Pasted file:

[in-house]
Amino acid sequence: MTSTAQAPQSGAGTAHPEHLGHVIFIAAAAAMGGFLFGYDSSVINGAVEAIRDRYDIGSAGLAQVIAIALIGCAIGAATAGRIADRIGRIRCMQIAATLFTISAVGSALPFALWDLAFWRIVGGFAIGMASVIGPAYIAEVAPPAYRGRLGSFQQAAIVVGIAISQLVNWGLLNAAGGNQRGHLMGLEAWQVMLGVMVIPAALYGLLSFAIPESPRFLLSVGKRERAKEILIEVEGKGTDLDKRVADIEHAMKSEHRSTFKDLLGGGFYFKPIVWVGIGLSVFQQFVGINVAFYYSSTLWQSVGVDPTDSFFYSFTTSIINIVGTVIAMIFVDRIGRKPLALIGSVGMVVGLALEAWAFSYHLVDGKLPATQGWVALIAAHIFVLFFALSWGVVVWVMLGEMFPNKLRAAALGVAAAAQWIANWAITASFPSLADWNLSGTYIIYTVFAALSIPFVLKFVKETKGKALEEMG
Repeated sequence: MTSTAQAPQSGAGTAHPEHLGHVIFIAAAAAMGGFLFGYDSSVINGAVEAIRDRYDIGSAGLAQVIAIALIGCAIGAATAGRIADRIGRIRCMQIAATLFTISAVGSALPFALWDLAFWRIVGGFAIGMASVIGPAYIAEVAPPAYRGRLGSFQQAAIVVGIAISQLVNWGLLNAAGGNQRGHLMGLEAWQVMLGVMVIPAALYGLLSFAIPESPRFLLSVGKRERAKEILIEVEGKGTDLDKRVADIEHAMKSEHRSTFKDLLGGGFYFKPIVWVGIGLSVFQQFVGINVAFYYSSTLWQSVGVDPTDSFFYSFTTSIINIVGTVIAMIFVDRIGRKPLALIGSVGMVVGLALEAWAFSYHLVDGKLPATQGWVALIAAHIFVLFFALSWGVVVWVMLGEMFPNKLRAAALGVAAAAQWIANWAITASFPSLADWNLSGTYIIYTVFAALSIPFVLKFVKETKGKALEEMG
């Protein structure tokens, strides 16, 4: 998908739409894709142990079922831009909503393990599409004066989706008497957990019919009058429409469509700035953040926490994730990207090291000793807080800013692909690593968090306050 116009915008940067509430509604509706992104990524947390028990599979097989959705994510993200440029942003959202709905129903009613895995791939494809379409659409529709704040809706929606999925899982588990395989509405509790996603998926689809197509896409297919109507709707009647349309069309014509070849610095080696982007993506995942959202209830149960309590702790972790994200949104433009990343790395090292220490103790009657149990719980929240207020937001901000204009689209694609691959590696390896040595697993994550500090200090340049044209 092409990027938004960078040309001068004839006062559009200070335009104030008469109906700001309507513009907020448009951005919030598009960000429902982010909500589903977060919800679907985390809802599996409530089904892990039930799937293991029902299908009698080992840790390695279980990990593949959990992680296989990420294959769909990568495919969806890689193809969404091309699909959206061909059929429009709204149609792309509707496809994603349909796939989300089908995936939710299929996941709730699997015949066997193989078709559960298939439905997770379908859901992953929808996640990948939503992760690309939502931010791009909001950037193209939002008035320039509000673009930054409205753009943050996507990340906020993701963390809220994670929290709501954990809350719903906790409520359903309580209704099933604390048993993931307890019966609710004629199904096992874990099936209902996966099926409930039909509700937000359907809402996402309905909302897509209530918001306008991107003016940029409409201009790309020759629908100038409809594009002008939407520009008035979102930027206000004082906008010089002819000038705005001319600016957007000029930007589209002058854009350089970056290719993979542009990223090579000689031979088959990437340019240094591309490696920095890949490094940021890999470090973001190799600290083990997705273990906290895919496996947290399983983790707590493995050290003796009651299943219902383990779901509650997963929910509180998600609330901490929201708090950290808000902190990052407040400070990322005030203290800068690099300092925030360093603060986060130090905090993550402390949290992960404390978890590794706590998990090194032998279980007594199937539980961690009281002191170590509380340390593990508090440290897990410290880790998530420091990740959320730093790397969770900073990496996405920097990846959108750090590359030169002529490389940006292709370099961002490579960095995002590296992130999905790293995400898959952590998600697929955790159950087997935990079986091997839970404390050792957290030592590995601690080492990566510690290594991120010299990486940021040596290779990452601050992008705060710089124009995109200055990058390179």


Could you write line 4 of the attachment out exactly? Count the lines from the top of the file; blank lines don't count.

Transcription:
């Protein structure tokens, strides 16, 4: 998908739409894709142990079922831009909503393990599409004066989706008497957990019919009058429409469509700035953040926490994730990207090291000793807080800013692909690593968090306050 116009915008940067509430509604509706992104990524947390028990599979097989959705994510993200440029942003959202709905129903009613895995791939494809379409659409529709704040809706929606999925899982588990395989509405509790996603998926689809197509896409297919109507709707009647349309069309014509070849610095080696982007993506995942959202209830149960309590702790972790994200949104433009990343790395090292220490103790009657149990719980929240207020937001901000204009689209694609691959590696390896040595697993994550500090200090340049044209 092409990027938004960078040309001068004839006062559009200070335009104030008469109906700001309507513009907020448009951005919030598009960000429902982010909500589903977060919800679907985390809802599996409530089904892990039930799937293991029902299908009698080992840790390695279980990990593949959990992680296989990420294959769909990568495919969806890689193809969404091309699909959206061909059929429009709204149609792309509707496809994603349909796939989300089908995936939710299929996941709730699997015949066997193989078709559960298939439905997770379908859901992953929808996640990948939503992760690309939502931010791009909001950037193209939002008035320039509000673009930054409205753009943050996507990340906020993701963390809220994670929290709501954990809350719903906790409520359903309580209704099933604390048993993931307890019966609710004629199904096992874990099936209902996966099926409930039909509700937000359907809402996402309905909302897509209530918001306008991107003016940029409409201009790309020759629908100038409809594009002008939407520009008035979102930027206000004082906008010089002819000038705005001319600016957007000029930007589209002058854009350089970056290719993979542009990223090579000689031979088959990437340019240094591309490696920095890949490094940021890999470090973001190799600290083990997705273990906290895919496996947290399983983790707590493995050290003796009651299943219902383990779901509650997963929910509180998600609330901490929201708090950290808000902190990052407040400070990322005030203290800068690099300092925030360093603060986060130090905090993550402390949290992960404390978890590794706590998990090194032998279980007594199937539980961690009281002191170590509380340390593990508090440290897990410290880790998530420091990740959320730093790397969770900073990496996405920097990846959108750090590359030169002529490389940006292709370099961002490579960095995002590296992130999905790293995400898959952590998600697929955790159950087997935990079986091997839970404390050792957290030592590995601690080492990566510690290594991120010299990486940021040596290779990452601050992008705060710089124009995109200055990058390179």